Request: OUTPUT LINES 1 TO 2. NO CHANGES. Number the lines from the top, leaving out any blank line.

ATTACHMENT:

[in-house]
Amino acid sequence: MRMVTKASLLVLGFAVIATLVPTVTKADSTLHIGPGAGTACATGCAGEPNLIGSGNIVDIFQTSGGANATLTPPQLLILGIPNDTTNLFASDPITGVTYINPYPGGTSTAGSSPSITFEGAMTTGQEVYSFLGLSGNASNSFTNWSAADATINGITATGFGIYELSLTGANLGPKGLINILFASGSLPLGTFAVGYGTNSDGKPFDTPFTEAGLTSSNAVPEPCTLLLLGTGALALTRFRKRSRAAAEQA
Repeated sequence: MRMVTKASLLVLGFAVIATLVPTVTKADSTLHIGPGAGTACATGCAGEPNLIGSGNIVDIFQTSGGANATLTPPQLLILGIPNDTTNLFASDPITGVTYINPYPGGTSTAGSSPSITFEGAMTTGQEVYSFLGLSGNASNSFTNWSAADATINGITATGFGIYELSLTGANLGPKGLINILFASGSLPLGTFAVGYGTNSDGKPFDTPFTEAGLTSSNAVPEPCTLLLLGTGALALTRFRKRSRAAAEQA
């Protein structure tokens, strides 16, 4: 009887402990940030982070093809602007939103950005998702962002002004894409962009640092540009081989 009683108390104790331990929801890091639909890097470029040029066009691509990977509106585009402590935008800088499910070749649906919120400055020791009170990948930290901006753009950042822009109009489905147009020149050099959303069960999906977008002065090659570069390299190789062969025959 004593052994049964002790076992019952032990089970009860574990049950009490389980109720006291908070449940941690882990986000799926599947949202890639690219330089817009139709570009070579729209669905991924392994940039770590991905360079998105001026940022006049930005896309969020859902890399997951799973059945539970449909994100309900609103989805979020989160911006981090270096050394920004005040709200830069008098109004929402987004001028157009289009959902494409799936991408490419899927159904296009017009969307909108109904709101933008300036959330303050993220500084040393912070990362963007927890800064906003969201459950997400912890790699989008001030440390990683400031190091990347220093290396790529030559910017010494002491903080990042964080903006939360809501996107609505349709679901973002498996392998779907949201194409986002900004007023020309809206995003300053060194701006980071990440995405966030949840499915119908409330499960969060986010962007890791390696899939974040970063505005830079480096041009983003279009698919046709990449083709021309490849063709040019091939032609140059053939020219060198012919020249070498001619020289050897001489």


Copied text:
[in-house]
Amino acid sequence: MRMVTKASLLVLGFAVIATLVPTVTKADSTLHIGPGAGTACATGCAGEPNLIGSGNIVDIFQTSGGANATLTPPQLLILGIPNDTTNLFASDPITGVTYINPYPGGTSTAGSSPSITFEGAMTTGQEVYSFLGLSGNASNSFTNWSAADATINGITATGFGIYELSLTGANLGPKGLINILFASGSLPLGTFAVGYGTNSDGKPFDTPFTEAGLTSSNAVPEPCTLLLLGTGALALTRFRKRSRAAAEQA